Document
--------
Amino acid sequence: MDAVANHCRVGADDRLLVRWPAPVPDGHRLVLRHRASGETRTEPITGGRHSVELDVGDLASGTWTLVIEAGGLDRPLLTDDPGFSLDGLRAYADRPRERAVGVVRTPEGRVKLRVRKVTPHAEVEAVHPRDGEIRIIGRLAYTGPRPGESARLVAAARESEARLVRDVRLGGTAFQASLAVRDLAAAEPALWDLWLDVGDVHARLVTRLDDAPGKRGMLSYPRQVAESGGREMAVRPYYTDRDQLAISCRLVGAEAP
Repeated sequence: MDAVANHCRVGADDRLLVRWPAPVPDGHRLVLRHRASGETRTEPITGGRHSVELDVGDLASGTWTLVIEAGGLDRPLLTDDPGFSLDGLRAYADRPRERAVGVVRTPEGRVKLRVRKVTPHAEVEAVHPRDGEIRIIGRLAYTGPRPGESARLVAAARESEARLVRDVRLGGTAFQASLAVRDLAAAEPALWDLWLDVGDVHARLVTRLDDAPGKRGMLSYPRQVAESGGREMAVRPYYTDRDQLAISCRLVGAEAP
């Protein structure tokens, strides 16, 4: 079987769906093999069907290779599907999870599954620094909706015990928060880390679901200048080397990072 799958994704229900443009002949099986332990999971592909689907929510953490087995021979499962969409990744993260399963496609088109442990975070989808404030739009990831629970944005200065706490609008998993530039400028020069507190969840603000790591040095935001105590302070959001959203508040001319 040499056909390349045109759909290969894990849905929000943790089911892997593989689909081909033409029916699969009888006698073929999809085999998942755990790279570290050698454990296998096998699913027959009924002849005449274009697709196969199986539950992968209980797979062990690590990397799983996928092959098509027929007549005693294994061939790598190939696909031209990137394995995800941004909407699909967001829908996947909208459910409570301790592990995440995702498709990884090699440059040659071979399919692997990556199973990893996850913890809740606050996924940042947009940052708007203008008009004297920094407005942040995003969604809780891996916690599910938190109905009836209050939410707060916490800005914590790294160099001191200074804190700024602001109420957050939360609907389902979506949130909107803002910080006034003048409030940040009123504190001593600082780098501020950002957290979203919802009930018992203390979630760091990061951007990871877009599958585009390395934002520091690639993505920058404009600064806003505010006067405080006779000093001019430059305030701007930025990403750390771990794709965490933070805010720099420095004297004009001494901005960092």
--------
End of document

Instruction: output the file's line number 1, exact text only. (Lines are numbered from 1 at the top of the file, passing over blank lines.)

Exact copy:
Amino acid sequence: MDAVANHCRVGADDRLLVRWPAPVPDGHRLVLRHRASGETRTEPITGGRHSVELDVGDLASGTWTLVIEAGGLDRPLLTDDPGFSLDGLRAYADRPRERAVGVVRTPEGRVKLRVRKVTPHAEVEAVHPRDGEIRIIGRLAYTGPRPGESARLVAAARESEARLVRDVRLGGTAFQASLAVRDLAAAEPALWDLWLDVGDVHARLVTRLDDAPGKRGMLSYPRQVAESGGREMAVRPYYTDRDQLAISCRLVGAEAP